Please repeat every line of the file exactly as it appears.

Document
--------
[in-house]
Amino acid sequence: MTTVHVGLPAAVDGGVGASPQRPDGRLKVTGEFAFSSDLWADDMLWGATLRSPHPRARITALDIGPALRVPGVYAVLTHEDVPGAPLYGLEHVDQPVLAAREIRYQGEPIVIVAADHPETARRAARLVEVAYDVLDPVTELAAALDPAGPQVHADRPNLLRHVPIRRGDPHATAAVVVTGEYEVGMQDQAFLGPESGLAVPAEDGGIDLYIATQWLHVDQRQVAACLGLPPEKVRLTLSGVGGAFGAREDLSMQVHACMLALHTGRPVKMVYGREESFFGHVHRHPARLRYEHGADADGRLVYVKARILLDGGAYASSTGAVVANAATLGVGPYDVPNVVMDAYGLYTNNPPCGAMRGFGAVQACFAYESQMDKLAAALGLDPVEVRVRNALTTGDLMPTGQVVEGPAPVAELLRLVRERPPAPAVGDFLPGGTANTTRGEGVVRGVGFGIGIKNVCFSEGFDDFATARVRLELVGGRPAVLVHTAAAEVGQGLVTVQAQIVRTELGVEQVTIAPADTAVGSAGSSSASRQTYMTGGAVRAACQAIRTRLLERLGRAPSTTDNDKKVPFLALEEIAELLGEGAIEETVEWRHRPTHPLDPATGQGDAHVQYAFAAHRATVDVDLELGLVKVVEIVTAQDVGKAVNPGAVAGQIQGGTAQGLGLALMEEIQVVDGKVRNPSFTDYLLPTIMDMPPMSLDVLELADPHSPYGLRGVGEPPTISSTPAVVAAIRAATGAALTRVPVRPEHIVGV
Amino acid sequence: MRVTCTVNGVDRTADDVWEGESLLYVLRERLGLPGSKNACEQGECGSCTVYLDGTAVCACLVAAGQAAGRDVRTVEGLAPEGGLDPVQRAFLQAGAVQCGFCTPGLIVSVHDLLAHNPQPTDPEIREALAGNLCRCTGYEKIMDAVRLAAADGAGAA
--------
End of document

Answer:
[in-house]
Amino acid sequence: MTTVHVGLPAAVDGGVGASPQRPDGRLKVTGEFAFSSDLWADDMLWGATLRSPHPRARITALDIGPALRVPGVYAVLTHEDVPGAPLYGLEHVDQPVLAAREIRYQGEPIVIVAADHPETARRAARLVEVAYDVLDPVTELAAALDPAGPQVHADRPNLLRHVPIRRGDPHATAAVVVTGEYEVGMQDQAFLGPESGLAVPAEDGGIDLYIATQWLHVDQRQVAACLGLPPEKVRLTLSGVGGAFGAREDLSMQVHACMLALHTGRPVKMVYGREESFFGHVHRHPARLRYEHGADADGRLVYVKARILLDGGAYASSTGAVVANAATLGVGPYDVPNVVMDAYGLYTNNPPCGAMRGFGAVQACFAYESQMDKLAAALGLDPVEVRVRNALTTGDLMPTGQVVEGPAPVAELLRLVRERPPAPAVGDFLPGGTANTTRGEGVVRGVGFGIGIKNVCFSEGFDDFATARVRLELVGGRPAVLVHTAAAEVGQGLVTVQAQIVRTELGVEQVTIAPADTAVGSAGSSSASRQTYMTGGAVRAACQAIRTRLLERLGRAPSTTDNDKKVPFLALEEIAELLGEGAIEETVEWRHRPTHPLDPATGQGDAHVQYAFAAHRATVDVDLELGLVKVVEIVTAQDVGKAVNPGAVAGQIQGGTAQGLGLALMEEIQVVDGKVRNPSFTDYLLPTIMDMPPMSLDVLELADPHSPYGLRGVGEPPTISSTPAVVAAIRAATGAALTRVPVRPEHIVGV
Amino acid sequence: MRVTCTVNGVDRTADDVWEGESLLYVLRERLGLPGSKNACEQGECGSCTVYLDGTAVCACLVAAGQAAGRDVRTVEGLAPEGGLDPVQRAFLQAGAVQCGFCTPGLIVSVHDLLAHNPQPTDPEIREALAGNLCRCTGYEKIMDAVRLAAADGAGAA